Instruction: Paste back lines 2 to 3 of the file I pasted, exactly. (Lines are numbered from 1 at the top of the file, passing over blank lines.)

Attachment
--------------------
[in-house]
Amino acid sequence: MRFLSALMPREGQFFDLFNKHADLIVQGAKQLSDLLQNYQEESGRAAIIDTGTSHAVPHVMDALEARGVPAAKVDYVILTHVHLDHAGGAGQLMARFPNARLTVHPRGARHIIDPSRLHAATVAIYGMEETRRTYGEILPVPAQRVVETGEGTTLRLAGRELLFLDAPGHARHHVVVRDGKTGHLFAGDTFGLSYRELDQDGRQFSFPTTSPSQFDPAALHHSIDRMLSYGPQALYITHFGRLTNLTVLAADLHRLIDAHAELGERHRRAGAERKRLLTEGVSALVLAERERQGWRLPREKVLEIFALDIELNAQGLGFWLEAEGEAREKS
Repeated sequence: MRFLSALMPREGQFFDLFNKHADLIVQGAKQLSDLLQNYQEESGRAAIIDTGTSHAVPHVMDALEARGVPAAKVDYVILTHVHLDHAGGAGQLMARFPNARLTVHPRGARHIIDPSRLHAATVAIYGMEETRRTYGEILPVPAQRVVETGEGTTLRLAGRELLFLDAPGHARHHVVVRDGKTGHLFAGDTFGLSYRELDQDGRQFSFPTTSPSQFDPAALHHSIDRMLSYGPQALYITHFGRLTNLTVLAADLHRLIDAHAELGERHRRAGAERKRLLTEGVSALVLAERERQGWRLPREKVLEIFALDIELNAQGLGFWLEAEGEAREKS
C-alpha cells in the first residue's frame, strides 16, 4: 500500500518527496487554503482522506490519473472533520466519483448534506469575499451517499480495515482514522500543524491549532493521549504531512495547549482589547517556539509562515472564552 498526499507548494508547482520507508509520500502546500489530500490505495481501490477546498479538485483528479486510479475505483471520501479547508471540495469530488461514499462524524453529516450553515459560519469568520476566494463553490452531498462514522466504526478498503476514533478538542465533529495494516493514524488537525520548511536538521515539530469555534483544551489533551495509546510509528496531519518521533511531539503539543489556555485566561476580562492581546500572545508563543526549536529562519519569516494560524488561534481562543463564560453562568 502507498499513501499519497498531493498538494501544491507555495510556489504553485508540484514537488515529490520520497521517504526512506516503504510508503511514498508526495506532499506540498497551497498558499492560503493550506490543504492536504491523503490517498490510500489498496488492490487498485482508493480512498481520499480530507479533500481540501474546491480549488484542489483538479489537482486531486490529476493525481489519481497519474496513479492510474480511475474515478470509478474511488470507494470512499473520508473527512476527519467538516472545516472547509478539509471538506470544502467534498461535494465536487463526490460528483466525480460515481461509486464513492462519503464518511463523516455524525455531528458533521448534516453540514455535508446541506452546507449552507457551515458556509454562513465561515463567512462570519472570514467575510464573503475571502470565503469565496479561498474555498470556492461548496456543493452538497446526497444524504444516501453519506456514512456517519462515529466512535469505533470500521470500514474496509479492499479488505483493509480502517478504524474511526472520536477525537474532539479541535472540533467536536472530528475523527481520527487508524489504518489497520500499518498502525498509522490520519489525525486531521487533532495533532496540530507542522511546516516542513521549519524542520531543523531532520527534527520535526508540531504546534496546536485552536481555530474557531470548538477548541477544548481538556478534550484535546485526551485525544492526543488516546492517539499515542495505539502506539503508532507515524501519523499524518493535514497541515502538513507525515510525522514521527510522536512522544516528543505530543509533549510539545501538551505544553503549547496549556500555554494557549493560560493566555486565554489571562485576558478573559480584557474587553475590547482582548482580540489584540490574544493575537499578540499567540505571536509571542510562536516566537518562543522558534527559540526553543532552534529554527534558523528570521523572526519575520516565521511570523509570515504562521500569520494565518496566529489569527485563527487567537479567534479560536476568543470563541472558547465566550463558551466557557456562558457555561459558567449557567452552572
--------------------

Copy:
Amino acid sequence: MRFLSALMPREGQFFDLFNKHADLIVQGAKQLSDLLQNYQEESGRAAIIDTGTSHAVPHVMDALEARGVPAAKVDYVILTHVHLDHAGGAGQLMARFPNARLTVHPRGARHIIDPSRLHAATVAIYGMEETRRTYGEILPVPAQRVVETGEGTTLRLAGRELLFLDAPGHARHHVVVRDGKTGHLFAGDTFGLSYRELDQDGRQFSFPTTSPSQFDPAALHHSIDRMLSYGPQALYITHFGRLTNLTVLAADLHRLIDAHAELGERHRRAGAERKRLLTEGVSALVLAERERQGWRLPREKVLEIFALDIELNAQGLGFWLEAEGEAREKS
Repeated sequence: MRFLSALMPREGQFFDLFNKHADLIVQGAKQLSDLLQNYQEESGRAAIIDTGTSHAVPHVMDALEARGVPAAKVDYVILTHVHLDHAGGAGQLMARFPNARLTVHPRGARHIIDPSRLHAATVAIYGMEETRRTYGEILPVPAQRVVETGEGTTLRLAGRELLFLDAPGHARHHVVVRDGKTGHLFAGDTFGLSYRELDQDGRQFSFPTTSPSQFDPAALHHSIDRMLSYGPQALYITHFGRLTNLTVLAADLHRLIDAHAELGERHRRAGAERKRLLTEGVSALVLAERERQGWRLPREKVLEIFALDIELNAQGLGFWLEAEGEAREKS